From the traditional kimono to Tokyo street style, Japanese fashion has a long history of unique and beautiful clothing. How has fashion changed in Japan? And what do Japanese people typically wear?
Traditional Japanese Clothing—Wafuku
Traditional Japanese clothing, or wafuku, often consists of intricate robes called kimonos worn with a sash called an obi and sandals, either zōri or geta. Can you picture elegant kimonos? Try using Picture My Heritage to see how you would look in traditional Japanese styles.
There’s more to traditional Japanese fashion. Variations serve different needs, but most traditional clothing is based around kimonos.
A kimono is a multi-layered dress that fold across the front of the body like robes. It is typically floor- or ankle-length and has wide sleeves. Different styles vary in layers, materials, accessories, and more.
The kimono is the most famous and widespread traditional clothing in Japan. It rose to prominence in the Heian period (AD 794–1193) and has survived as the main dress for both men and women ever since—a whopping 1,000 years. Kimono were so accepted as the main form of fashion that the name, kimono, literally means “thing to wear.”
With its elegance and versatility, it’s no wonder the kimono has survived so long. Today, the kimono is still known as the national dress of Japan. They can reflect symbolism that indicates social class, history, and heritage.
What Is the Difference between Kimono and Yukata?
A yukata is a casual version of the traditional kimono. Where the kimono is often made with silks and satins, the yukata is made with lightweight cotton or polyester and fewer layers. It’s easier to wear in warm weather, and it often incorporates brighter colors. Plus, it’s significantly cheaper than a kimono.
What Is a Hakama?
Where the yukata is considered casual attire in Japan, the hakama is a formal option. It’s a type of full-length skirt worn over kimonos by both men and women. The skirt is usually wide and pleated.
What Is an Obi?
An obi is a type of belt or sash worn with most traditional Japanese clothing, but particularly kimonos. It’s wrapped around the waist and tied in the back. Most modern obi are too ornate and thick to function as belts. Instead, kimonos have internal ties.
There are many different styles of Obi, differing in width, length, material, pattern, and style of knot. Tying an obi is such an art form that the practice was traditionally passed down by mothers and today is taught in classes.
What Are Zōri?
Zōri are a type of sandal or thong similar to the modern flip-flop. They’re typically made with cloth straps and a base of straw, wood, or leather. Tabi, toed socks, are traditionally worn with zōri. They’re now worn with both kimonos and the more popular Western clothing.
What Are Geta?
Geta are traditional Japanese sandals often made with a wooden platform and cloth straps. They differ from the similar zōri in that geta are raised on two wooden slats. Originally, geta made it easier to walk on dirt roads without tripping or getting dirty. Today, they’re often worn as an accessory for yukata.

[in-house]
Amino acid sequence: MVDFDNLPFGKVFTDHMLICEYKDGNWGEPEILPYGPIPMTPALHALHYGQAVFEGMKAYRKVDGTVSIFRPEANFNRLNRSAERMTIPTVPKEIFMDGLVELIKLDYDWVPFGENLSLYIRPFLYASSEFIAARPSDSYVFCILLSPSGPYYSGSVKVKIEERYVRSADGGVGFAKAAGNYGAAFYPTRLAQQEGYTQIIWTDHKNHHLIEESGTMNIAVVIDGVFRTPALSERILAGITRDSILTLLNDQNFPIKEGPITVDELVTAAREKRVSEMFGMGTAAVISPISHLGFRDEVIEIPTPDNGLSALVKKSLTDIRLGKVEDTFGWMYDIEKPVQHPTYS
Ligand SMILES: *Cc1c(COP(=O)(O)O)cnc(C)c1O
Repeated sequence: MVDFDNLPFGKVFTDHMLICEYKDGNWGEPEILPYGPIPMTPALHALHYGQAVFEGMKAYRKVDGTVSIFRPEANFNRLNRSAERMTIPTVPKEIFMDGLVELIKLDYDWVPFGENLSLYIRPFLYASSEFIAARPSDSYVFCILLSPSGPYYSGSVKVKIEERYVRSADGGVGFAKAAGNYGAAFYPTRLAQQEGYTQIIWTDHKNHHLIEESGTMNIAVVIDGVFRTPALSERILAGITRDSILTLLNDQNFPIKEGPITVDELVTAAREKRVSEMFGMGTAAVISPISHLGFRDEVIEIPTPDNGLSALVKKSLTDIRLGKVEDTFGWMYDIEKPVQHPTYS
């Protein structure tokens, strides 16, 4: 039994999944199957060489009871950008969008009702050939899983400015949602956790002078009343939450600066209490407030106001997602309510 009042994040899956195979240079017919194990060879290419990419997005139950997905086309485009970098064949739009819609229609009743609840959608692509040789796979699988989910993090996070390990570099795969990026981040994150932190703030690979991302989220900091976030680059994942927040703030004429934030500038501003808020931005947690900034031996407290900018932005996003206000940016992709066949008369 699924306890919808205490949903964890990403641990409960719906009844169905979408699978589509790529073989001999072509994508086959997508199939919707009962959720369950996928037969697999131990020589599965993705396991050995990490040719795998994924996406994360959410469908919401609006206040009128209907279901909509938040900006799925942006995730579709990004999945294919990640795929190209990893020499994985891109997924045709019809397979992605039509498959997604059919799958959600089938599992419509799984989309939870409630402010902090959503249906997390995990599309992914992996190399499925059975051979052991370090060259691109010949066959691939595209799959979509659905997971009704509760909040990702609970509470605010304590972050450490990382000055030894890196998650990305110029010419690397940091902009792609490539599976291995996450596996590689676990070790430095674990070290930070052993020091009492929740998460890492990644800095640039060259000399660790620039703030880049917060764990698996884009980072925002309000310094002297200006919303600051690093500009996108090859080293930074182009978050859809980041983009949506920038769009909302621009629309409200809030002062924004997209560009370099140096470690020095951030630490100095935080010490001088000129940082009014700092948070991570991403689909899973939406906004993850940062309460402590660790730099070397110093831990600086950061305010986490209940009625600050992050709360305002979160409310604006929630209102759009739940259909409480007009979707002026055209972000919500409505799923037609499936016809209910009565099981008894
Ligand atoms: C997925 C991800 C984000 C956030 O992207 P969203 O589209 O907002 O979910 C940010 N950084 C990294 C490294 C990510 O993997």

When Do Japanese People Wear Traditional Clothing?
Over time, traditional Japanese styles became less practical, losing their appeal to the more relaxed and accessible Western fashions. Today, Japanese people don’t typically wear traditional clothing in daily life. Instead, kimono or yukata are often reserved for ceremonies or special events.
Western Clothing in Japan—Yōfuku
Western styles, called yōfuku, started creeping into Japanese fashion in the 1850s. At first, only men wore Western clothing for business. As time went on, Western clothing became more and more common in other settings. After World War II, Western fashion spread as the main attire throughout Japan.
Since then, Japan has developed a style all its own, particularly starting in the ’80s and ’90s, when a style known as “Japanese street style” popped up.
Japanese Street Style
Japanese street style is known for being bold and cutting edge. While there’s no single definition of Japanese street style, there are some defining trends. Loose, overfitted clothing in muted colors is fairly typical.
Generally, it’s all about silhouettes and mixing things up—layers, vintage, designer, and more. Some common accessories include stylish sneakers and belt bags (similar to fanny packs in function, but not in appearance).
Alternative Japanese Fashions
While mainstream fashion in Japan is fairly conservative, other, more striking styles are famous as well. These are some of the more common alternative trends:
- Harajuku: Harajuku, named after the Harajuku district of Shibuya in Tokyo where the style originated, mixes Western clothing and traditional Japanese clothing with uniquely bright and colorful styles. It first developed as a form of rebellion against strict social norms. Bright colors, bold designs, and multiple layers are common.
- Lolita: Childlike or doll-like features characterize Lolita fashion. The trend fits into the larger kawaii (meaning ‘cute’) culture, which is a culture centered around cuteness.
- Kogal: Japanese school uniforms serve as the inspiration for kogal. The term is a contraction of “kōkōsei,” which means “high school student”, and “gyaru”, or “Gal”. Short skirts, jackets, loose socks, scarves, and boots make up the typical look.
Japanese Culture: Discover and Share
Do you have Japanese heritage? Do you have memories or experiences with these fashion trends? Try using FamilySearch Memories to discover and share memories of your heritage and connect on a personal level with your ancestry.
Source: Family Search